How Shells divestment strategy spells opportunity for GCC investors
Shell’s divestment strategy spells opportunity for the Arabian Gulf’s state owned oil and gas companies.
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Angle Dutch Oil supermajor Royal Dutch Shell shocked investors with a profit warning, a 71 per cent drop in profits and failure to meet its reserves/production growth and shareholders return targets. Shell operates in almost 100 countries worldwide, produces 3.2 million barrels of oil equivalent a day and is the biggest energy conglomerate on the planet after Exxon Mobil.
Shell pioneered the world’s first oil tanker, was one of the original Seven Sisters who controlled the world oil market in the era before Opec, discovered the oil and gas fields of Nigeria, Brunei, Indonesia, Oman, Malaysia and New Zealand.
However, Shell has also been criticised by human rights and anti-oil pollution NGO’s for its role in Nigeria’s Niger Delta, its decision to sink its offshore oil platform Brent Spar, oil spills in Argentina and an inflated reserves scandal that led to the ouster of former chairman Sir Philip Wyatt.
Shell has long been plagued by cost overruns and low returns in its $46 billion capital spending projects. Bellwether projects in the Kashagan oilfield in Kazakhstan, Wheatstone LNG in Australia, Sakhalin in Russia, the Niger Delta in Nigeria, the Beaufort Sea in Alaska’s Arctic Ocean, gas to liquid plants in Louisiana’s Gulf Coast and Iraq’s Majnoon oilfields all underperformed due to security, environmental, political or execution deficiencies. This led to five years of significant share underperformance under previous CEO Peter Voser and concern in the City of London, New York and Amsterdam, the three stock markets where Shell is among the most widely held energy companies for pension funds and life insurance companies. Investors lost confidence in the capital allocations decisions of management and were shocked by the first profit warning in a decade.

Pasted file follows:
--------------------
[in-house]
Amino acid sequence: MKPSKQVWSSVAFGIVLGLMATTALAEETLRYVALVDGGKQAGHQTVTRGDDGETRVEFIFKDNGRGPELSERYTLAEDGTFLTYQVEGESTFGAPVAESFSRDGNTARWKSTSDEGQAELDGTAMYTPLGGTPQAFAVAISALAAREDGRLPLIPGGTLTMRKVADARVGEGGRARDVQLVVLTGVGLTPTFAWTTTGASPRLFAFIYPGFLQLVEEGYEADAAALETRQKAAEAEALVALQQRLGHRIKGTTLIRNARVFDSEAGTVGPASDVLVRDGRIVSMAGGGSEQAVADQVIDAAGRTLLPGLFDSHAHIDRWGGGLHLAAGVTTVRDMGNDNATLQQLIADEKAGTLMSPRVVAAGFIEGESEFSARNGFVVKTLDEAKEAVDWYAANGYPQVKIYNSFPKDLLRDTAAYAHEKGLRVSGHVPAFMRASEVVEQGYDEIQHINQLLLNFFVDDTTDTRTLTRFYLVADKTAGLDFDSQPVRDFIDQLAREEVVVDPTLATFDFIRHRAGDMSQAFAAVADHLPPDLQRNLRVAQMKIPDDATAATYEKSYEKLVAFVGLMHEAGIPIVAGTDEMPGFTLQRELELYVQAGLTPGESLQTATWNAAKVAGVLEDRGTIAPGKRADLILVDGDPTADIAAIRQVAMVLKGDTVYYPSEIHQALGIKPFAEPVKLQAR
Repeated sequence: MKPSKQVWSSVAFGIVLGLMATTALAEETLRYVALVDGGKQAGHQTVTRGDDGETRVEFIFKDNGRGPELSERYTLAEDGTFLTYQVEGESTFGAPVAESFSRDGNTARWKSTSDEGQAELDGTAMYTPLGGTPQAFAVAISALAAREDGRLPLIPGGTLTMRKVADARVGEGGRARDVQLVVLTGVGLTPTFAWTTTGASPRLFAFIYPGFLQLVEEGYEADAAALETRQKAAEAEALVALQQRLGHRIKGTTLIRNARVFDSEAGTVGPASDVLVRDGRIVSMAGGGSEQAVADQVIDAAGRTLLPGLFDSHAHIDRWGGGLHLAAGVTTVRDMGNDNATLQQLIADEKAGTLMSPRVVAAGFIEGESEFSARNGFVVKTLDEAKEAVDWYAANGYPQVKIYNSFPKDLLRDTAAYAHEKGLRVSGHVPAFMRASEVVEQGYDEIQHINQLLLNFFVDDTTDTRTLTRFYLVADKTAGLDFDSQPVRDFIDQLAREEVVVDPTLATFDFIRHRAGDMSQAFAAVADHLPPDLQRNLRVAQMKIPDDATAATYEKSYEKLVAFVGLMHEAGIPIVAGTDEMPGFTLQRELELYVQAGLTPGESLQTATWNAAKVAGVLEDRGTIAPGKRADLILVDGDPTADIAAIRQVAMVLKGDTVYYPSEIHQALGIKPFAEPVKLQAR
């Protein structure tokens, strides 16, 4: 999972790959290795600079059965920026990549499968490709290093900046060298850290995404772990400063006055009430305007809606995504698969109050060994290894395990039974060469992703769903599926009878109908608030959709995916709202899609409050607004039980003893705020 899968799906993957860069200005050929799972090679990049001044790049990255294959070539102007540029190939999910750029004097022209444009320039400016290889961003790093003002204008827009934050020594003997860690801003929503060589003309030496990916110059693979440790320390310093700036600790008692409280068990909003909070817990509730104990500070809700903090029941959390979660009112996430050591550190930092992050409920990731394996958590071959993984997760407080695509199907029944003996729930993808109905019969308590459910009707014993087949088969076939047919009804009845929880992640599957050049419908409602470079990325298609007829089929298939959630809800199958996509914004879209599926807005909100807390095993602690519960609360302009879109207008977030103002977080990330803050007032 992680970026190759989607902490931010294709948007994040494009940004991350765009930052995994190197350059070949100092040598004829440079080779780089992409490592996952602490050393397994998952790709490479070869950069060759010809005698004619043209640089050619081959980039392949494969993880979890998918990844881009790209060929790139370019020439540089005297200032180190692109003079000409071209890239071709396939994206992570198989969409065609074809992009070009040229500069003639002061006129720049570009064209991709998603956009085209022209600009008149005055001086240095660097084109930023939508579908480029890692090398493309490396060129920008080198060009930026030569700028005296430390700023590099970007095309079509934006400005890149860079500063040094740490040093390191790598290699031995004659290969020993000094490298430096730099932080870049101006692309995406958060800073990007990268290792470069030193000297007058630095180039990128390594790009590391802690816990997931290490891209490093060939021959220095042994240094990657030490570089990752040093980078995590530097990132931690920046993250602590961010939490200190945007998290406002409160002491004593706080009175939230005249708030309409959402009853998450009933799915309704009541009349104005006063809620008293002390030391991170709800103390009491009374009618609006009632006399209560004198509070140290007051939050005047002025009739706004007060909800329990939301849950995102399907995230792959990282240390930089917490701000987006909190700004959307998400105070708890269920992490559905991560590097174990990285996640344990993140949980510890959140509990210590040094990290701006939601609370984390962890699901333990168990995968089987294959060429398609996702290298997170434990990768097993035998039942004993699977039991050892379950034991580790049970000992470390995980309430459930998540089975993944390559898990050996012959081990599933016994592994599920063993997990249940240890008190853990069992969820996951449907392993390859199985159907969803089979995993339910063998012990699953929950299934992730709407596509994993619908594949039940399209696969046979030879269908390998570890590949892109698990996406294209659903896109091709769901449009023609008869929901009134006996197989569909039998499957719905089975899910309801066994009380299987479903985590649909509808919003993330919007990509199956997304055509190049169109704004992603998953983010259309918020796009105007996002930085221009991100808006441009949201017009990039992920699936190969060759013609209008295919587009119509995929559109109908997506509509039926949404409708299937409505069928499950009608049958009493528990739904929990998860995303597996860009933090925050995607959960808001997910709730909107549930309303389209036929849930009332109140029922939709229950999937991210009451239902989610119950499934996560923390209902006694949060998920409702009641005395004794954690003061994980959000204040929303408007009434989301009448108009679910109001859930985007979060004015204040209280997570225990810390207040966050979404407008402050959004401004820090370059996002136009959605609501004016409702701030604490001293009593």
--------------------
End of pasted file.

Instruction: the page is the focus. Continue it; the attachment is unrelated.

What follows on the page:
Shale’s sheer scale makes it a formidable force in energy geopolitics. Its 2013 capital spending budget was $46 billion and management spent $8 billion alone in mergers/acquisitions. However, size does not equate to profit. Morgan Stanley estimates Shell’s returns on capital employed (ROCE), a key industry performance metric, has fallen from 20 per cent a decade ago to only nine per cent now. Shell’s management had engaged in two many capital intensive, environmentally controversial (Alaskan Oil drilling) projects and even jeopardised the dividend, an unthinkable prospect for pension fund managers, taught to follow the old financial markets taboo to “Never Sell Shell”. The incoming Shell CEO promised to restrict costs, exit highest drilling in Alaska’s Arctic wilderness, reduce capital spending to $35 billion in 2014, sell $15 billion in assets and increase the dividend by four per cent. The new management has abandoned plans to build massive liquefied natural gas plants in Australia and Lousiana, USA.
Shell’s divestment strategy spells opportunity for the Arabian Gulf’s state owned oil and gas companies. Shell sold a stake in its Australian LNG venture Wheatstone to Kuwaiti Petroleum Company’s foreign oil and gas exploration afilliate. Shell also sold an equity stake in an osshore, Brazil oilfield to the Qatar Petroleum Company (QPC) for $1billion. Shell is also seeking to divest marginal oil and gas fields in the North Sea and pipeline networks, refineries and storage businesses in the US Gulf Coast.
I doubt it Shell’s new global strategy will impact its UAE based lubricant/specially fuel, exploration and production, gas and power businesses. In fact, Shell’s divestment programme offers acquisition opportunities for UAE’s new breed of state-owned global energy investors, notably Abu Dhabi’s Mubadala Petroleum, Ipic and Taqa. The biggest divestment programme in the history of Royal Dutch Shell coincides with the growing prominence of Abu Dhabi strategic investors in oil, gas, pipeline, power and petroleum acquisitions all over the world.
I am excited by the positive environmental impact of Shell’s new strategic choices. Shell’s decision to exit Alaska Arctic drilling and restrict onshore drilling in the Niger Delta should surely protect two the world’s most ravaged and fragile ecosystems.
The Niger Delta has been plagued by political violence, theft, sabotage, pollution corruption and horrific oil spills/environmental degradation for decades Shell’s decision to end drilling in its exploration sites in the Chuckchi and Beaufort Seas in the Alaskan Arctic is also a victory for the environmental movement, led by Greenpeace, Friends of the Earth and the conservation NGO Oceania.
By Sarie Khaled
The writer is a Dubai-based research analyst in energy and GCC economics.
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